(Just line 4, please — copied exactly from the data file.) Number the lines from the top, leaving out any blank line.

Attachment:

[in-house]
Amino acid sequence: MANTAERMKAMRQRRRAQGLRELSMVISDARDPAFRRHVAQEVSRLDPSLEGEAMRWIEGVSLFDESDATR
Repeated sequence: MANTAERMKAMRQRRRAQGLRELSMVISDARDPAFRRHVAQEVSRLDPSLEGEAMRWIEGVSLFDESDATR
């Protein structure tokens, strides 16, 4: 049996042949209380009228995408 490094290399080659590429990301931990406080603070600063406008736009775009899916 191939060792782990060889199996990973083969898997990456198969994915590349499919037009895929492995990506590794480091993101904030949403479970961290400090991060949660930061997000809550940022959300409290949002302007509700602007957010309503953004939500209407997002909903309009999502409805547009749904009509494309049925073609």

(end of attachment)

């Protein structure tokens, strides 16, 4: 049996042949209380009228995408 490094290399080659590429990301931990406080603070600063406008736009775009899916 191939060792782990060889199996990973083969898997990456198969994915590349499919037009895929492995990506590794480091993101904030949403479970961290400090991060949660930061997000809550940022959300409290949002302007509700602007957010309503953004939500209407997002909903309009999502409805547009749904009509494309049925073609």